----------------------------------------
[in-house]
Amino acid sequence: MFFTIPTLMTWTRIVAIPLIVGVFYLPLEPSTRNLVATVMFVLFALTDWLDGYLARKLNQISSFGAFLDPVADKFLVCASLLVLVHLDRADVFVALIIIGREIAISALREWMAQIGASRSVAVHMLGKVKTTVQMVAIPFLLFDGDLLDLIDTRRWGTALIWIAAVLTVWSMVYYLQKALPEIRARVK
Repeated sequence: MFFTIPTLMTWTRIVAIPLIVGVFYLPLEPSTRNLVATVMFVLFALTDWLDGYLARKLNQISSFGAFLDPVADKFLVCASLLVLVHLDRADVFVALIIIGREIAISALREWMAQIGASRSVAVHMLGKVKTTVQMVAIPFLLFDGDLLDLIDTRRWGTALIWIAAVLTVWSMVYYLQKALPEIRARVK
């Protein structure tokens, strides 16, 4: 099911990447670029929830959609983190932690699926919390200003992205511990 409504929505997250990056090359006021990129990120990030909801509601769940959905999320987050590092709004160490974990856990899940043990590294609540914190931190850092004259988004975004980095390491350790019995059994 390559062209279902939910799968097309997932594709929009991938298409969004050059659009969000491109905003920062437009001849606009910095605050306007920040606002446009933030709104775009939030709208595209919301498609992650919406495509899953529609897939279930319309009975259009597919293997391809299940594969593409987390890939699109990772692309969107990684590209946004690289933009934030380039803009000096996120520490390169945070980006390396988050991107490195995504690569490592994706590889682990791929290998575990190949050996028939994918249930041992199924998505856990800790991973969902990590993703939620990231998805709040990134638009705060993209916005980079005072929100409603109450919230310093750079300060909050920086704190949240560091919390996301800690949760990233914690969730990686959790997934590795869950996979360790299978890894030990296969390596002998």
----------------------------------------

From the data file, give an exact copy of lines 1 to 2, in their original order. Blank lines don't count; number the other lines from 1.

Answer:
[in-house]
Amino acid sequence: MFFTIPTLMTWTRIVAIPLIVGVFYLPLEPSTRNLVATVMFVLFALTDWLDGYLARKLNQISSFGAFLDPVADKFLVCASLLVLVHLDRADVFVALIIIGREIAISALREWMAQIGASRSVAVHMLGKVKTTVQMVAIPFLLFDGDLLDLIDTRRWGTALIWIAAVLTVWSMVYYLQKALPEIRARVK